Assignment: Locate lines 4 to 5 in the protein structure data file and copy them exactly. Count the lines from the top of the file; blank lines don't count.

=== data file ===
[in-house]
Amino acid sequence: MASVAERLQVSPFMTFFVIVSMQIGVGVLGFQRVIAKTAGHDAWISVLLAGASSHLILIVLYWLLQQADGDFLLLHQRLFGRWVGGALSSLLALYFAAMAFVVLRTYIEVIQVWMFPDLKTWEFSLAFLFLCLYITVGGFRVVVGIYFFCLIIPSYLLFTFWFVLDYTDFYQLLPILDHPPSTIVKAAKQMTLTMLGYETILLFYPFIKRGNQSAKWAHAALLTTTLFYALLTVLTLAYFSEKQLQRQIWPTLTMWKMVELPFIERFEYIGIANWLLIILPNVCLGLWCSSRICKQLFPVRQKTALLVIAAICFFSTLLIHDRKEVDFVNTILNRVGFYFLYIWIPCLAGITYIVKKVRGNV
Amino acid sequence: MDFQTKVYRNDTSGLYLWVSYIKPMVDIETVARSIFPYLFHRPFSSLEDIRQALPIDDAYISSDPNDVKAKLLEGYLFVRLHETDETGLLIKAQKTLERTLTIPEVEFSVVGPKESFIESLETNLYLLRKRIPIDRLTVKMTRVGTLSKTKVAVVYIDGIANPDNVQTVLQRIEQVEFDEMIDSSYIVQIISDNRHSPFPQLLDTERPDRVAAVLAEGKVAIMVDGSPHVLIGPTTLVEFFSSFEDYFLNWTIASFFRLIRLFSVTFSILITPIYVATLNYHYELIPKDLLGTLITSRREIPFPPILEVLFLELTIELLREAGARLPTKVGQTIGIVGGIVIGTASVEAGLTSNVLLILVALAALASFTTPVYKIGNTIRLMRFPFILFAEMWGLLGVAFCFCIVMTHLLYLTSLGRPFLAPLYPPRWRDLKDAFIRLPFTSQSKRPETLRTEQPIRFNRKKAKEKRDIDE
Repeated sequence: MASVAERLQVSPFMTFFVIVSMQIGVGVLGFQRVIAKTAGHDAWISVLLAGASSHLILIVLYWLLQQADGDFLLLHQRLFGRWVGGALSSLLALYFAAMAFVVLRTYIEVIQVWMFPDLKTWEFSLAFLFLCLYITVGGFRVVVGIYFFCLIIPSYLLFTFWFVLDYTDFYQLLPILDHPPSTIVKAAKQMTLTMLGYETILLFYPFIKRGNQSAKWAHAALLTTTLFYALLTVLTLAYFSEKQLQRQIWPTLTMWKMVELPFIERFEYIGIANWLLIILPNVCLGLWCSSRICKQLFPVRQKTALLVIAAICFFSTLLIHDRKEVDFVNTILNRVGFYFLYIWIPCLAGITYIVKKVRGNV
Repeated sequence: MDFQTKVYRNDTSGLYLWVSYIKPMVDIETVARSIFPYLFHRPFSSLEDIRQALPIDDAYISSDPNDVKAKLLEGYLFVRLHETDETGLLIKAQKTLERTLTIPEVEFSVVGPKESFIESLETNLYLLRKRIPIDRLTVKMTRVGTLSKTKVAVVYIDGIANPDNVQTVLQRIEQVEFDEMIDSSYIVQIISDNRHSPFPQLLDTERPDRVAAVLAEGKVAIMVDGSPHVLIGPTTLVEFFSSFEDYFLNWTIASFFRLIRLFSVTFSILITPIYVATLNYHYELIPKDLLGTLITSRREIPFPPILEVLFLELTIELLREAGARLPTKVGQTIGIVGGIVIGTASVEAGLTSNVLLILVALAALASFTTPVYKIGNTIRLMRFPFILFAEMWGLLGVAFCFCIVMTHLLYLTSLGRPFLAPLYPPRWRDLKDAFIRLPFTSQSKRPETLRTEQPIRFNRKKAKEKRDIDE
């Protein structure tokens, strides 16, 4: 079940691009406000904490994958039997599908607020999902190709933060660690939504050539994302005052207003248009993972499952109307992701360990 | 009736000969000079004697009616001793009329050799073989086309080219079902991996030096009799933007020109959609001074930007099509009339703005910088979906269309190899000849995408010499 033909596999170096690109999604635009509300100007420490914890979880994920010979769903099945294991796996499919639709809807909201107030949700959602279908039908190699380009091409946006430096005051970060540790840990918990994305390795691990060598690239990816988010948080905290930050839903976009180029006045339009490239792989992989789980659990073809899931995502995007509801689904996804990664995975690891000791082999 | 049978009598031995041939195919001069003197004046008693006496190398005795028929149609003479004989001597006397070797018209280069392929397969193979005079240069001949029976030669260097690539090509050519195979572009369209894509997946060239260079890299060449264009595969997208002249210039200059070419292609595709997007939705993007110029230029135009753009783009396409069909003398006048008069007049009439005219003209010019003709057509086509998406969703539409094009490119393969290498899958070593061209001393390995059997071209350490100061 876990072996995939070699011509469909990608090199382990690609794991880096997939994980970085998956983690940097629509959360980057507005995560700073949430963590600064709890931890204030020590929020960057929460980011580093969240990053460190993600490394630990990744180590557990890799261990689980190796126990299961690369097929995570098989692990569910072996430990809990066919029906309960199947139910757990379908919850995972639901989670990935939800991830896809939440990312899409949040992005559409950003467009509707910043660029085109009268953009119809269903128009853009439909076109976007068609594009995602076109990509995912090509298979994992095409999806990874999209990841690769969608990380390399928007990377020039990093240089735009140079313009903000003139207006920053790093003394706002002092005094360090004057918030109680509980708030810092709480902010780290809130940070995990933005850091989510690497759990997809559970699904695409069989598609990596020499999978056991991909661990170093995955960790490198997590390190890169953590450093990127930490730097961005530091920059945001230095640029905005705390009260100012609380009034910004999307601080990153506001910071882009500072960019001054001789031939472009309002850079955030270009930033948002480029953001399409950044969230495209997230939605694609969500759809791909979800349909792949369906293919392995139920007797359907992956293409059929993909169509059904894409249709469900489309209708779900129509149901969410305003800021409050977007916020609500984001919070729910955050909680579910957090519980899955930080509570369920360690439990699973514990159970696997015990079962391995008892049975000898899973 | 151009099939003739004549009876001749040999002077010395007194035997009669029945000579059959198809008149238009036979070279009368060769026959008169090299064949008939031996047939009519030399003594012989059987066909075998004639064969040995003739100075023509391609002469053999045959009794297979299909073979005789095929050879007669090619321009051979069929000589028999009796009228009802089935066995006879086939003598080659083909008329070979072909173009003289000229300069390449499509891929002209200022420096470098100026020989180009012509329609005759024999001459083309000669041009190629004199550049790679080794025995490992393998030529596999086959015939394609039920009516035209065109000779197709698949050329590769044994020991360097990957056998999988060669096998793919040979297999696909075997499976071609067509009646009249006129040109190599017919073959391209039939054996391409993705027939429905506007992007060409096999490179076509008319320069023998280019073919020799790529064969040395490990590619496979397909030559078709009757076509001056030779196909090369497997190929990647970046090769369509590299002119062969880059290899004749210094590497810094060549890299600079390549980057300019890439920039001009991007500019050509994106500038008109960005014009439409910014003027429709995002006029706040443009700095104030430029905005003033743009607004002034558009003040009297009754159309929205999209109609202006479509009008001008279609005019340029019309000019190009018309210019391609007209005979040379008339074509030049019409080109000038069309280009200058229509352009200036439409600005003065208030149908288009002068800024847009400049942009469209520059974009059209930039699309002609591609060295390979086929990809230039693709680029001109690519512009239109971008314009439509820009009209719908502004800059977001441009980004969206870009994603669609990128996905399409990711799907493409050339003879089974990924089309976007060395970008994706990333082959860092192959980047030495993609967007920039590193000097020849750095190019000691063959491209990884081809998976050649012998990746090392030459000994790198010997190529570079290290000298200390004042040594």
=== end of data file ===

Repeated sequence: MASVAERLQVSPFMTFFVIVSMQIGVGVLGFQRVIAKTAGHDAWISVLLAGASSHLILIVLYWLLQQADGDFLLLHQRLFGRWVGGALSSLLALYFAAMAFVVLRTYIEVIQVWMFPDLKTWEFSLAFLFLCLYITVGGFRVVVGIYFFCLIIPSYLLFTFWFVLDYTDFYQLLPILDHPPSTIVKAAKQMTLTMLGYETILLFYPFIKRGNQSAKWAHAALLTTTLFYALLTVLTLAYFSEKQLQRQIWPTLTMWKMVELPFIERFEYIGIANWLLIILPNVCLGLWCSSRICKQLFPVRQKTALLVIAAICFFSTLLIHDRKEVDFVNTILNRVGFYFLYIWIPCLAGITYIVKKVRGNV
Repeated sequence: MDFQTKVYRNDTSGLYLWVSYIKPMVDIETVARSIFPYLFHRPFSSLEDIRQALPIDDAYISSDPNDVKAKLLEGYLFVRLHETDETGLLIKAQKTLERTLTIPEVEFSVVGPKESFIESLETNLYLLRKRIPIDRLTVKMTRVGTLSKTKVAVVYIDGIANPDNVQTVLQRIEQVEFDEMIDSSYIVQIISDNRHSPFPQLLDTERPDRVAAVLAEGKVAIMVDGSPHVLIGPTTLVEFFSSFEDYFLNWTIASFFRLIRLFSVTFSILITPIYVATLNYHYELIPKDLLGTLITSRREIPFPPILEVLFLELTIELLREAGARLPTKVGQTIGIVGGIVIGTASVEAGLTSNVLLILVALAALASFTTPVYKIGNTIRLMRFPFILFAEMWGLLGVAFCFCIVMTHLLYLTSLGRPFLAPLYPPRWRDLKDAFIRLPFTSQSKRPETLRTEQPIRFNRKKAKEKRDIDE